Income Security

Three policy-ready ideas on financial security

In 2019 Maytree began working with Prosper Canada and Common Good to promote three policy-ready ideas on financial security.

The evidence shows that financial insecurity is a widespread issue in Canada.

  • Estimates from the Canadian Payroll Association show that 44 per cent of Canadians are living paycheque to paycheque.
  • A 2017 survey by Ipsos Reid showed that 23 per cent of Canadian adults delayed buying groceries because they did not think they could afford them.
  • Almost 50 per cent of households lack savings to live for three months above the poverty threshold.

Financial insecurity puts individuals and families at greater risk of poverty. It leaves them struggling to respond to unexpected life challenges and inadequately prepared for more predictable life events such as retirement. This why Maytree is working with Prosper Canada and Common Good to promote three policy ready ideas on financial security that governments at all levels should consider.

Read a summary of each of the policy ideas:


The Canada Saver’s Credit: A proposal to build financial security for lower- and modest-income Canadians
This report, released by Maytree and Common Wealth, proposes a targeted policy intervention to help boost savings and build assets among lower- and modest-income Canadians.

Policy Options: How policy-makers can help Canadians build financial security
A look at three practical policy solutions to help Canadians buffer financial risks and build a secure financial foundation for today and the future.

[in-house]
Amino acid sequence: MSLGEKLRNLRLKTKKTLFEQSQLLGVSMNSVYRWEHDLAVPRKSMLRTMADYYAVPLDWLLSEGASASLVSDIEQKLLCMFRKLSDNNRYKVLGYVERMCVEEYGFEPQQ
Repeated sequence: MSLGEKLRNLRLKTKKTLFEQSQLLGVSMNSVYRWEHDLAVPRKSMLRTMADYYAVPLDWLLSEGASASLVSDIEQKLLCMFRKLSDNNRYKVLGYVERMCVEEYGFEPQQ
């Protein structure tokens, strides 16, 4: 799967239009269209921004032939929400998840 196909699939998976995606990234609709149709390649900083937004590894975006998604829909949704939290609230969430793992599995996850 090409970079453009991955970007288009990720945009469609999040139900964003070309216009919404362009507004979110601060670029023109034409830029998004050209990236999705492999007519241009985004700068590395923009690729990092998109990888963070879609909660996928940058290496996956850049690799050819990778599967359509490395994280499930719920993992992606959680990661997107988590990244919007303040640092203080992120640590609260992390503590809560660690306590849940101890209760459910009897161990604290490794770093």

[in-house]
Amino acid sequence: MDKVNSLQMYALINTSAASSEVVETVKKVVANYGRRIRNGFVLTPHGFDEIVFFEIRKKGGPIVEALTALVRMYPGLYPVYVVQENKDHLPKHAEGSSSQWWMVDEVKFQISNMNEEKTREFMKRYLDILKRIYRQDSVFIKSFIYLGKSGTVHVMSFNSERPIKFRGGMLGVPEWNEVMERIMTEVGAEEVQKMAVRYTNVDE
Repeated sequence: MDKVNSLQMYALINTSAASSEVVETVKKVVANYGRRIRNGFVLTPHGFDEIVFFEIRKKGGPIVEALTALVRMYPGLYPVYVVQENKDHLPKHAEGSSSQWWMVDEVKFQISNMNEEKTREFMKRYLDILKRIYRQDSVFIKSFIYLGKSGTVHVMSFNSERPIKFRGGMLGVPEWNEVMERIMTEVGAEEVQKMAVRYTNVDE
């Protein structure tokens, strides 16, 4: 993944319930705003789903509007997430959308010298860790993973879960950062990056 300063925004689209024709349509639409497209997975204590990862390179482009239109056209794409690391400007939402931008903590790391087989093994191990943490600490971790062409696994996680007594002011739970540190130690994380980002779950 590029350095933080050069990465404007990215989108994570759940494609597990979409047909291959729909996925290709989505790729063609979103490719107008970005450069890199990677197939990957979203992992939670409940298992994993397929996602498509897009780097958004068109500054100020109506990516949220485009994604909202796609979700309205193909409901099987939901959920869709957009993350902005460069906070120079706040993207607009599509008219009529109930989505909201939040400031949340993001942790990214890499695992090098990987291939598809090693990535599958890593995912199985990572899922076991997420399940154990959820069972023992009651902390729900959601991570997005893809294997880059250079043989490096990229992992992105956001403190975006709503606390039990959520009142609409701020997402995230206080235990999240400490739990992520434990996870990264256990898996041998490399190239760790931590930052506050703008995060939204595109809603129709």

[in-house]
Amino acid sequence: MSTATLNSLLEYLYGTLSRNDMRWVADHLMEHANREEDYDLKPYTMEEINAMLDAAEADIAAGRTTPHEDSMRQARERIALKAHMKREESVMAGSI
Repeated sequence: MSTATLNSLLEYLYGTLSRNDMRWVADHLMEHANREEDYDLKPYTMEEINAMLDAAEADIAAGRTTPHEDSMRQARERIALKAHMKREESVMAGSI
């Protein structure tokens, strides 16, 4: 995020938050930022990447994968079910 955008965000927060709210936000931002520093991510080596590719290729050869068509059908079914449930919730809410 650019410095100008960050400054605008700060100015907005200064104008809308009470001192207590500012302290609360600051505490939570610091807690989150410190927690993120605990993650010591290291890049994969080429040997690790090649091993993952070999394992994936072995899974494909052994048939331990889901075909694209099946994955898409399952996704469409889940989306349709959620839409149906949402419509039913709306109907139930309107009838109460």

Maytree Opinion: Let’s make retirement planning and saving a reality for non-profit sector workers
There is a solution for non-profit sector workers and their employers who want to ensure that their staff can plan for retirement: the Common Good retirement plan.

TVO – The Agenda: The Reality of Retiring on Low Income
Elizabeth Mulholland, CEO of Prosper Canada and Common Good Steering Committee member, was on the Agenda to discuss the reality of retirement for Ontario’s low-income earners.

Charity Village: An uncommonly good idea? A national retirement income plan for the nonprofit sector comes closer to fruition
Saving for retirement is one of the most important actions those in the workforce can take. The security of knowing a stable, monthly income awaits once one is into this new phase of life is worth every penny for one’s peace of mind.

Flexforce workers serve business well, but how do they retire?
Globe and Mail article about how more Canadians work on contract and frequently change jobs and a significant portion of these “flexforce workers” face insecure retirement prospects. Common Wealth’s Alex Mazer and Prosper Canada’s Elizabeth Mulholland are quoted.